For example, Deuteronomy 19:15 says, by the mouth of two or three witnesses the matter shall be established You believe with your heart, but confession is made with the mouth (Romans 10:10). Matthew 18 is a great example of this. Matthew 18:18-19 gives this incredible promise with regard to spiritual warfare: Assuredly, I say to you, whatever you bind on earth will be bound in heaven, and whatever you loose on earth will be loosed in heaven. Again I say to you that if two of you agree on earth concerning anything that they ask, it will be done for them by My Father in heaven. For where two or three are gathered together in My name, I am there in the midst of them.

Those are very encouraging verses. Jesus is our Advocate, or our Lawyer. And when court principles are followed, our lawyer is always in our midst arguing our case, and He always gets his cases heard. So if you aren't getting results, ask yourself if you have been violating Old Testament court principle. That passage gives some of the principles that we are looking at this morning, like witnesses and oral charges. For example, He says in verse 16, by the mouth of two or three witnesses every word may be established. We'll get to the witnesses part. But notice again, Jesus says that it is by the mouth. You can pray for personal things silently in your head any time you want to – wisdom, patience, whatever. But if you are asking for vengeance, it involves another person, or perhaps a demon, and since it is official court business, it should be prayed out loud. Actually, it's the only way witnesses can hear what you are saying and agree with you. We are talking about prayer together with other saints.

The victim must himself be loyal (v. 2,4-6). In biblical justice, if a person was guilty of the same crime, he could not bring charges (Deut. 19:18-19).

The third principle is that the victim himself must be loyal. In biblical justice, if a person was guilty of the same crime as the criminal he is accusing, he could not bring charges. A criminal could not charge another criminal for the same criminal act. That would be ludicrous. He has no right to charge. He needs to be prosecuted himself. But let's think about that in terms of our prayer life. That means that if we have been acting unjustly towards others and then we complain about their injustice towards us, God will not hear. And that is why David not only affirms that God is his King and his God in verse 2, but goes on to side with God's hatred for various types of wickedness no matter where that wickedness is found. And that's in verses 4-6. Too frequently, Christians pray with hypocrisy. They don't want done to them what they are doing to others.

In Isaiah 30:9 God questions why He should bother to protect Israel with His laws of justice when they cast His laws behind their backs. Psalm 66:18 says, If I regard iniquity in my heart, the Lord will not hear. Isaiah 1:15 says that God will not hear the cries of Israel who are suffering at the hands of murders because murder is in their own hands. And there are numerous Scriptures that testify to the same truth.

But let me clarify something lest you get discouraged. God is asking for loyalty, not perfection. No one is perfect. We all sin. But God is asking us to forsake and to hate our sins. He is asking us to confess our sins and to side with God. When we do so, He is quite content to defend us with justice. David said, a broken and a contrite heart, these O God you will not despise. But it is a simple matter of law that criminals may not get justice from other criminals for the same acts that they are engaging in.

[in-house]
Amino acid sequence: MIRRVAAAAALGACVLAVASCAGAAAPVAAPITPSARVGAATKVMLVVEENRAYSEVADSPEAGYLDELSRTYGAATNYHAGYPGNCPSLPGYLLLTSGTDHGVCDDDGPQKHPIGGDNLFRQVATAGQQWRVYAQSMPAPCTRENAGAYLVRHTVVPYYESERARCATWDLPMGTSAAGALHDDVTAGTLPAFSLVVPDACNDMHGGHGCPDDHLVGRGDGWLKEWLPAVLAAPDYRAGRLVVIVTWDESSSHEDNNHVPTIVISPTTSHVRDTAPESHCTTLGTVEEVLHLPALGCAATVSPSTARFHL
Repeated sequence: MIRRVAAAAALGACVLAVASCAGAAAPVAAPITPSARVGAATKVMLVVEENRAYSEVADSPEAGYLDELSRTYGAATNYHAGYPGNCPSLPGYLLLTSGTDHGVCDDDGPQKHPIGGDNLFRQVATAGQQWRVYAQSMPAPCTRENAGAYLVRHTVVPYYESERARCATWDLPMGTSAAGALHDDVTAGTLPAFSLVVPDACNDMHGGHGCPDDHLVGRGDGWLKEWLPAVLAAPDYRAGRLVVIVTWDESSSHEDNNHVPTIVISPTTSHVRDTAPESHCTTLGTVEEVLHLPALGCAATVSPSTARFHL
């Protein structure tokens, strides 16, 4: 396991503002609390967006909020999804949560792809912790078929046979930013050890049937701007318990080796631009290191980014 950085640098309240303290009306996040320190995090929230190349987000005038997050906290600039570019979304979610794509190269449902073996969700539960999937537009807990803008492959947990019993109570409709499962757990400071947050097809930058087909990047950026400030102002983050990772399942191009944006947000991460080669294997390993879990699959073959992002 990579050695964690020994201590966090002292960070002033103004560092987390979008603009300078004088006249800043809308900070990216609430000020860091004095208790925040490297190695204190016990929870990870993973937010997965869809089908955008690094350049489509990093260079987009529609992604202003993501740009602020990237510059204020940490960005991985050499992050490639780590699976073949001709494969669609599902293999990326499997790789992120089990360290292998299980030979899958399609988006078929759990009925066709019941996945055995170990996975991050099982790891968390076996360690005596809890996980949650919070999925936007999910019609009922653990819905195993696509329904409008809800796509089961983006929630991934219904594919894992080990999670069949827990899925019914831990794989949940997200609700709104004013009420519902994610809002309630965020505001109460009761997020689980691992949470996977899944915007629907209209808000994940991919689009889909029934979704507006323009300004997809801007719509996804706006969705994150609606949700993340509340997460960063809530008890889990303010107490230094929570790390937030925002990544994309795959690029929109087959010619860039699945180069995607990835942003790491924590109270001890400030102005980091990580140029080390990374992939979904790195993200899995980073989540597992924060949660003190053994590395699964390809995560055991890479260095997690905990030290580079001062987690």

The case must be prosecuted in public (vv. 7,11; Deut. 16:18; 17:5; cf. Deut. 21:19; 22:15; 25:7; Amos 5:12,15; Zech. 8:16)

The fourth principle in this psalm is that the case must be prosecuted in public. And I have given many Scriptures which insist on this point of justice in human courts. The state may do some private things, but vengeance must always be a matter that the public is allowed to come to and view. The same is true of church court trials. Because of the threat of lawsuits, some denominations have recommended having secret closed door trials and not announcing even the results. But that violates a fundamental principle of justice – that everything must operate under the sunshine principle. Allowing for secret trials is a sure way of ending up with tyranny, and people won't even know what tyranny is going on. Now I'm not in favor of having unbelievers come, but church members should be able to come to see what is going on. The only exception to this rule would be where both parties asked for private arbitration.

I think most of us are quite aware of this principle of justice, and we wouldn't have it any other way in American court rooms. We didn't like Britain's Star Chamber trials. But why do we think that we can seek redress in God's courtroom for finances lost, or for anything else, but only do it in our private closet? The private closet is perfect for ordinary prayers relating to needs, fears, desires for fellowship, a greater measure of God's Spirit, etc. But if you are seeking redress or vengeance, then seek it at a prayer meeting with other saints. There is a reason why some prayers won't be answered except through public prayer. In fact, during our Monday morning prayer meetings I would like to take on the issues that you bring up in this formal way, where we have a typed-up list of charges, evidence and where the rest of us act as witnesses. In verses 7 and 11 David presents his case before other believers. In fact, that is one of the reasons why this prayer was made public — he was seeking a court judgment.